But the Back-Sword, sure, must be distinguished from the other, because it is necessary in the Army, as the other is mischievous in Quarrels, and deadly in Duels. The Small-Sword is the Call of Honour, the Back Sword the Call of Duty. I wish Honour had more acquaintance with Honesty than it generally has. There is a Kind of Honour, which will carry a Man behind Montague House with another, when it will not pay his Debts, though he was the wherewithal to do it. True Honour must be very intimate with Honesty, and I will venture to affirm that, where the latter is not, the former had but a mean existence. It need not be said I here discourage the Small-Sword, I only oppose its Abuse; I own, I have preached a little, but I think what I have advanced is a true Doctrine: But as few of us can arrive to that prodigious Meekness, it is necessary to be a Master of our Sword, to guard against those Passions that we can put a Stop to. I am not that Saint to advise a Man to let another pull him by the Nose; but then I would have him to be the brave User of his Sword, and not the quarrelsome. Quarrelsomeness and Bravery, I take to be Strangers, and the more Bravery I have found in a Man, I have always observed him the more Unwillingness to Quarrel. I yet highly recommend the Small-Sword teaching, if it were only (as I have before hinted) to introduce you better, and establish you stronger in the Back-Sword. The Back-Sword must be allowed essentially necessary among the Horse; and I could wish it were more practised, than I find it is. Sure it ought to be a Part of a Trooper's Duty to learn the Back-Sword, as much as the Foot to learn the common Exercise, and the Exercise of the former's Sword ought to be urged, as much as that of the latter's Firelock. If a Troop of FIGS were engaged with a Troop of men, ignorant of the Back-Sword I would ask, which has the better chance? I believe it will be granted, that a considerable superior Strength in the latter would be an equivalent to the Skill and Judgement of the former.

We are allowed to be more expert in the Back-Sword than any other Nation, and it would be a pity, if we were not to continue so. In FIGG'S Time the Spirit of it was greatly kept up; but I have been often sorry to find it dwindle, and in a Manner die away with him. I must be allowed that those amphitheatrical Practices were productive of some ill, as they gave some Encouragement to Idleness and Extravagance among the Vulgar. But there is hardly any good useful Thing,but what leaves an opening to Mischief, and which is not liable to Abuse. Those Practices are certainly highly necessary, and the Encouragement of Back-Sword Fighting and Boxing, I think Commendable; the former for the Uses which have been mentioned; the latter, and both; to feed and kept up the British Spirit. Courage I allow to be chiefly natural, probably owing to the Complexion and Constitution of our Bodies, and flowing in the different Texture of the Blood and juices; but it sure is, in a great measure, acquired by Use, and Familiarity with Danger. Emulation and love of Glory are great Breeders of it. To what Pitch of daring do we see them carry Men? And how observable is it in Miniature among Boys, who, almost as soon as they can go alone, get into their Postures, and bear their little bloody Noses, rather than be stimatized for Cowards?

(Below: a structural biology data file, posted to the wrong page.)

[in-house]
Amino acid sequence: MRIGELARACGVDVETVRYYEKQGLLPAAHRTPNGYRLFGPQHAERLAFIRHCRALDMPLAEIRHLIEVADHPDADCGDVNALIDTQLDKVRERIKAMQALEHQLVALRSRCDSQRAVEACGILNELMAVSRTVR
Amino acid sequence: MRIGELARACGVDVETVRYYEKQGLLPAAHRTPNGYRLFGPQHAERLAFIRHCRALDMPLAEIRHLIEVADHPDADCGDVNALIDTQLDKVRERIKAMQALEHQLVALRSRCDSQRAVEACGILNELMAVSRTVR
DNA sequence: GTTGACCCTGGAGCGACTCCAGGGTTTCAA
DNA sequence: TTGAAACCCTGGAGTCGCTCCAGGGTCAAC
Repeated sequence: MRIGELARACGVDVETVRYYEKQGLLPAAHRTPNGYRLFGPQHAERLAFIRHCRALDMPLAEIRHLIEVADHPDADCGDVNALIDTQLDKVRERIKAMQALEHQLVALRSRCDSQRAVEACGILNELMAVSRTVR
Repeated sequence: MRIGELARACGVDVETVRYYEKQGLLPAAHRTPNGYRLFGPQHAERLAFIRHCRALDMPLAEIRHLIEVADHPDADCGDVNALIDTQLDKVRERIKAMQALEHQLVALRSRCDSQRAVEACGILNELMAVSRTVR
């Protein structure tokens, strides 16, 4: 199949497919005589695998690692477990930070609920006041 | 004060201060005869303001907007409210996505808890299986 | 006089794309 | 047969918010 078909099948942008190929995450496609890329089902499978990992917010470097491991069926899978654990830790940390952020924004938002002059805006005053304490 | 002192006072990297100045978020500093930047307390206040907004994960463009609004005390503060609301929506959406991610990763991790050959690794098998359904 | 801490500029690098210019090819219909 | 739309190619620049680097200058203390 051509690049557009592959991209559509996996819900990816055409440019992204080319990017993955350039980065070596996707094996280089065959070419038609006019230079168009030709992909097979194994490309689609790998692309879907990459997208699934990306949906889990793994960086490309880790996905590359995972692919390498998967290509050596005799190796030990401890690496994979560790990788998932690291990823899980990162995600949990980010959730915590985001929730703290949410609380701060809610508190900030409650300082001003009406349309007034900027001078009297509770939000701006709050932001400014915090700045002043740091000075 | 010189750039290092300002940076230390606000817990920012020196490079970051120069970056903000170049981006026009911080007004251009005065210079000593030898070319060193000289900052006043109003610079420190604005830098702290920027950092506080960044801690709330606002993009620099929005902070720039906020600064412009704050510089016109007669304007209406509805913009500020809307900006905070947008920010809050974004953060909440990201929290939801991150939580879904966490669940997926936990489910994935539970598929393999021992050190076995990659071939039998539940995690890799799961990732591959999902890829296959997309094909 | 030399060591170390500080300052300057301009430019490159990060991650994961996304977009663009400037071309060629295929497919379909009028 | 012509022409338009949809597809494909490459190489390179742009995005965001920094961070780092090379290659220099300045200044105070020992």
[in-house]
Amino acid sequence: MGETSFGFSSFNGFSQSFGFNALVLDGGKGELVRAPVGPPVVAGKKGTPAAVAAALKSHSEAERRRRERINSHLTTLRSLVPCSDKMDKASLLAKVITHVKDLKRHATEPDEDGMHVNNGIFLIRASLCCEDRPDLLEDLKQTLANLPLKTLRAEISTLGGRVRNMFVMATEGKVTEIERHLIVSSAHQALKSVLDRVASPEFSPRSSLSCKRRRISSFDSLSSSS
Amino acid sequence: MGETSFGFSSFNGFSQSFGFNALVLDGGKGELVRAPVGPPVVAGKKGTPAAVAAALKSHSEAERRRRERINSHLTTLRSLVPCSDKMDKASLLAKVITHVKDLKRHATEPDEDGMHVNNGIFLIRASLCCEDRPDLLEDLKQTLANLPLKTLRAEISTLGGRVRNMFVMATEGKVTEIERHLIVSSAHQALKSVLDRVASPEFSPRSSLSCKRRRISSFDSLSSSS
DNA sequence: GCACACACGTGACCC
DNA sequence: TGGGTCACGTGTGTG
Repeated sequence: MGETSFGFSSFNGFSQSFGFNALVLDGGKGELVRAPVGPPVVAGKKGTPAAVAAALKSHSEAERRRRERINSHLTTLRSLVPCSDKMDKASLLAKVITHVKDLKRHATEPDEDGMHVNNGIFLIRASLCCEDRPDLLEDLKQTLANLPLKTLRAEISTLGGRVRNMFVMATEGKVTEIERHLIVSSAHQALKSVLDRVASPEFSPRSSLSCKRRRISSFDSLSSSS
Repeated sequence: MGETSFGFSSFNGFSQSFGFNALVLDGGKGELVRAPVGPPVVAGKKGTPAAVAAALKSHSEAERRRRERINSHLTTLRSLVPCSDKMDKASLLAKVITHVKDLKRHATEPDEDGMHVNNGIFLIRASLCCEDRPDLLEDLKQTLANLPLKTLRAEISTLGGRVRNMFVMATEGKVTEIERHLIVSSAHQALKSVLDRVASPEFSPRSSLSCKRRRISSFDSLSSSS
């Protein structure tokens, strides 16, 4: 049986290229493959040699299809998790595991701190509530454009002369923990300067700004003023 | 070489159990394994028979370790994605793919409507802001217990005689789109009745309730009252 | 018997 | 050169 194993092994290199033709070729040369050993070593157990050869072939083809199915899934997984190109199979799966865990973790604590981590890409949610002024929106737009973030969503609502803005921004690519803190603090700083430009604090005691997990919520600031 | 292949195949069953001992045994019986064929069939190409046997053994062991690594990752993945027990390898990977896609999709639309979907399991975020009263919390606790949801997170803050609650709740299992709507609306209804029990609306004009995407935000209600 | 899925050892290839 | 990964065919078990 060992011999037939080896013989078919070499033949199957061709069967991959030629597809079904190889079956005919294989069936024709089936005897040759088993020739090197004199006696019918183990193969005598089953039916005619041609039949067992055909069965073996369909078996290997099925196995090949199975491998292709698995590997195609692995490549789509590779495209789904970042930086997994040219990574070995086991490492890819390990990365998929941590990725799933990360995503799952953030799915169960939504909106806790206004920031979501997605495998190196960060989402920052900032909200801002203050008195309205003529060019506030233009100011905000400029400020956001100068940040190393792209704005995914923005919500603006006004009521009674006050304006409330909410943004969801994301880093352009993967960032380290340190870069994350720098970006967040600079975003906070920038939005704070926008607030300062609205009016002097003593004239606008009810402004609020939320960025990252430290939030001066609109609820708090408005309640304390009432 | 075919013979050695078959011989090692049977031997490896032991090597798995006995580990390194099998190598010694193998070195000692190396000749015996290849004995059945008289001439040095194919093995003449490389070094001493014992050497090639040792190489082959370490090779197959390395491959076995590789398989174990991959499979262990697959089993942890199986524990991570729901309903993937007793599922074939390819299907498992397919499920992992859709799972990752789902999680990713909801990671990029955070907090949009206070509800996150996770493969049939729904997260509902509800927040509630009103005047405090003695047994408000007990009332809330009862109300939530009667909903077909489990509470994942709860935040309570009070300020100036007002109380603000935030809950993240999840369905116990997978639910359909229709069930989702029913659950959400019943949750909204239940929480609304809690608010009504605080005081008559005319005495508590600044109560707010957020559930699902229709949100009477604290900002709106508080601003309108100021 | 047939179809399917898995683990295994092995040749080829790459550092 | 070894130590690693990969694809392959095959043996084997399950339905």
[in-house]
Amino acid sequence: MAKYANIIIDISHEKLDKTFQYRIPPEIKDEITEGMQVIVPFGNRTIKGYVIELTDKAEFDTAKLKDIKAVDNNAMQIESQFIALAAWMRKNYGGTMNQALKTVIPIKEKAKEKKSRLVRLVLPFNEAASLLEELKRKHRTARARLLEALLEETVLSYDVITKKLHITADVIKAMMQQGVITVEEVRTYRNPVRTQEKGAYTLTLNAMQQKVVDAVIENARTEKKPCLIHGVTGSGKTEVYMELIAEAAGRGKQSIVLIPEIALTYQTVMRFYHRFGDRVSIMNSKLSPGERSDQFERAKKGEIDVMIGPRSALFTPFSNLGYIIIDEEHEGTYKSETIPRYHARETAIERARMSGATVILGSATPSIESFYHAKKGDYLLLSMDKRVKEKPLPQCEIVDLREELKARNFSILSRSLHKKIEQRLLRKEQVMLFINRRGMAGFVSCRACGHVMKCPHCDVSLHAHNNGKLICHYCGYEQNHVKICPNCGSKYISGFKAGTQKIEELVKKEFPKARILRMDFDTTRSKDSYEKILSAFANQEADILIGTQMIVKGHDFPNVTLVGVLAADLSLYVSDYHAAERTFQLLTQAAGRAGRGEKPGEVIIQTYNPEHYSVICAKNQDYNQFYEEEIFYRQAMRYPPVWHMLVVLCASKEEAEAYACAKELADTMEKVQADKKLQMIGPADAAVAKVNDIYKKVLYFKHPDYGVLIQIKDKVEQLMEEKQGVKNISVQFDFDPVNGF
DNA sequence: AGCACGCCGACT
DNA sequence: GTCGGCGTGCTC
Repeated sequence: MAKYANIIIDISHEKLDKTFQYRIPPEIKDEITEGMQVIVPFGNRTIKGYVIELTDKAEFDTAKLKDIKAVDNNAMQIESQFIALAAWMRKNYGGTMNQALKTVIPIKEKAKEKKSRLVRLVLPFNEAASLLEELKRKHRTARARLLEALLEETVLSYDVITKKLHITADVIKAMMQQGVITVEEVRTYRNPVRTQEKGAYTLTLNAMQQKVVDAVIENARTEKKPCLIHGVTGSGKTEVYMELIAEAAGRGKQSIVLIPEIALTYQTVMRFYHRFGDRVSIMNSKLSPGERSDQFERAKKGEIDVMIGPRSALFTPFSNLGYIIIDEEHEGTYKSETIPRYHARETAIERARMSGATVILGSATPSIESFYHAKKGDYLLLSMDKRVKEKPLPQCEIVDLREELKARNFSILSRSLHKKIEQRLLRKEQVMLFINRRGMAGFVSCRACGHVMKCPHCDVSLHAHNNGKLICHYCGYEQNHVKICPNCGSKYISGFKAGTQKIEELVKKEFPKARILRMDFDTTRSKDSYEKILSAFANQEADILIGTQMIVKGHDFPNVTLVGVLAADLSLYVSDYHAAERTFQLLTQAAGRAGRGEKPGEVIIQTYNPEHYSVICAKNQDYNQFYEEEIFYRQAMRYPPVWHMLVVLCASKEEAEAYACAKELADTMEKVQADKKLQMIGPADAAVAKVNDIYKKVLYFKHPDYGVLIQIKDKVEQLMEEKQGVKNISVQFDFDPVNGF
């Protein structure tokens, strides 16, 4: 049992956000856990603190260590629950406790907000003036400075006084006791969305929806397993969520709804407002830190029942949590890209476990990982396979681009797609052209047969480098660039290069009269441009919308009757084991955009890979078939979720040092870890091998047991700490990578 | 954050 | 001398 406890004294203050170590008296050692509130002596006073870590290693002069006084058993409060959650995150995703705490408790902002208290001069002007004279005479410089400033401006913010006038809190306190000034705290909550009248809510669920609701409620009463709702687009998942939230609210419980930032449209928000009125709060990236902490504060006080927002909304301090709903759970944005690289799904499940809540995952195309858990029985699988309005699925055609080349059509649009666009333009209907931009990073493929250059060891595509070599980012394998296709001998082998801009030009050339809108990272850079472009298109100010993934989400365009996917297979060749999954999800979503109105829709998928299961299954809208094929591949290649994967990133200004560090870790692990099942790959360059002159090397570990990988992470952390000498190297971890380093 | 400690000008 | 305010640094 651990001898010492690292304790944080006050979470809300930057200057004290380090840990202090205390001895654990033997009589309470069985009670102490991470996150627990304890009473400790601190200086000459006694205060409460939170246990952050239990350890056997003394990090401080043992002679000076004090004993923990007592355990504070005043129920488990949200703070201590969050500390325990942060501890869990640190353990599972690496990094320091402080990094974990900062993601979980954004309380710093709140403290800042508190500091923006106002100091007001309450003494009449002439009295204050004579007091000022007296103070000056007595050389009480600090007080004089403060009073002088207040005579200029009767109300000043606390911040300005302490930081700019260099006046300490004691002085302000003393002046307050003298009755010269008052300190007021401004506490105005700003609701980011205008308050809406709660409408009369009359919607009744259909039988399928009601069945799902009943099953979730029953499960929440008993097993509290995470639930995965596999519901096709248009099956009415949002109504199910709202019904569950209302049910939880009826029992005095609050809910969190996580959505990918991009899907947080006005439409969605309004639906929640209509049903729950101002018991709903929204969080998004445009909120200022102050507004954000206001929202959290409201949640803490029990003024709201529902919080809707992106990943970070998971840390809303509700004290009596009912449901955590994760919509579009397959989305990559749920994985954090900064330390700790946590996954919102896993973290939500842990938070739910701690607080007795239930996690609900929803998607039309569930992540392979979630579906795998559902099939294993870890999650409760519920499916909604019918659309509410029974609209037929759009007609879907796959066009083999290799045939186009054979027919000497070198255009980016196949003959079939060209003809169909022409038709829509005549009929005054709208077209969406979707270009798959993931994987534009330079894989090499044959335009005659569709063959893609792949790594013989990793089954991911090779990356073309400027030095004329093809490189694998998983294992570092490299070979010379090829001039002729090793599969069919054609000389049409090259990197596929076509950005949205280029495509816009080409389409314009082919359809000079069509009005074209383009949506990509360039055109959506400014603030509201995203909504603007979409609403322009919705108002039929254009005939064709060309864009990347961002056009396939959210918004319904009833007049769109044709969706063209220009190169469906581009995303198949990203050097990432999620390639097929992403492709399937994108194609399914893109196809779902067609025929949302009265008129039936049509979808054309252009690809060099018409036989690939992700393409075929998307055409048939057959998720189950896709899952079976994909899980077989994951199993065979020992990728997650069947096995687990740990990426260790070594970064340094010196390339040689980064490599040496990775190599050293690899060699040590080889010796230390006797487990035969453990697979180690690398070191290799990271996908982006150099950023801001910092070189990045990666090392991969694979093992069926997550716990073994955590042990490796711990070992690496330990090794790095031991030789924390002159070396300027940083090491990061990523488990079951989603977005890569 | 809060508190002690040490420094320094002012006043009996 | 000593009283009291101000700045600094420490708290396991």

*FIGS was the "Altas of the Sword," a Master fencer in the opinion of the writer of this treatise.

In this time period duels were still done by people such as Andrew Jackson, and his exploits were frowned upon. Puts one in mind of a saying carved on a Mexican knife I own: "Do not unsheath me without reason, do not return me without honor."

In the days of duels, unlike fencing today, the ultimate result was a matter of life and death. Discourtesy and unsportsmanship-like behavior were not tolerated. Nor should it be today.



Bouchard, Constance Britain. Strong of Body, Brave & Noble: Chivalry & Society in Medieval France. Ithaca, N.Y.: Cornell University Press, 1998.

Fliegel, Stephen N. Arms and Armor: The Cleveland Museum of Art. New York: Harry N. Abrams, Inc., 1998.

Hopkins, Andrea. Knights: The Complete Story of the Age of Chivalry, From Historical Fact to Tales of Romance and Poetry. New York: Barnes & Noble, 1990.

Kottenkamp, Dr. F. The History of Chivalry and Arms. New York: Portland House, 1988.


Here is some more reading material about chivalry, swordsmanship, and modern-day fencing,






  • Eastern Michigan University's Fencing Club (NEW)
  • Schoolcraft College Fencing ClubDoug McLaren's Pages
  • Ann Arbor Dueling Society (NEW)
  • Three Rivers Fencing Club of Pennsylvania(NEW)
  • Three Rivers Fencing Club, Midland, MI(NEW)
  • Gennesse Fencing Club(NEW)
  • Chicago Swordplay Guild
  • Kansas City Fencing
  • Michigan Fencing Club
  • Listing of Michigan Fencing Clubs
  • Underground Fencing Organization - Westland, MI
    9600 Leverne
    Redford, MI 48239

    Contact: Amy Webster: or Tina O'Brien:

    Currently Meeting Wednesdays, 7 PM to 9 PM, at Hosanna-Tabor Lutheran Church and School, located between Plymouth and West Chicago, and between Inkster and Beech. All fencers welcome.

    Directions: From 275 take 96 East, Exit Inkster road, Drive south 1.5 miles to West Chicago, Turn Left, Drive through the first light and two streets past will be Lucerne, Turn left and the school is on the left. Park in the first lot and the doors there lead into the gym.

    Renaissance Fencing Club - Madison Heights, MI
    31171 Stephenson Hwy
    Madison Heights, MI 48071-1639

    Email: Matt Dossman

    Web Page: Renaissance Fencing

    From Ann Arbor/Jackson/Kalamazoo: I-94 east to I-75 north. Take I-75 south to 12 Mile Road west. Take 12 Mile Road west to Stephenson Hwy north to 31171 and Renaissance Fencing Club.



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    This page is updated and designed by Maggie (BFA) and Matt Sypniewski(BA/MA)
    Last updated on July 14, 2005.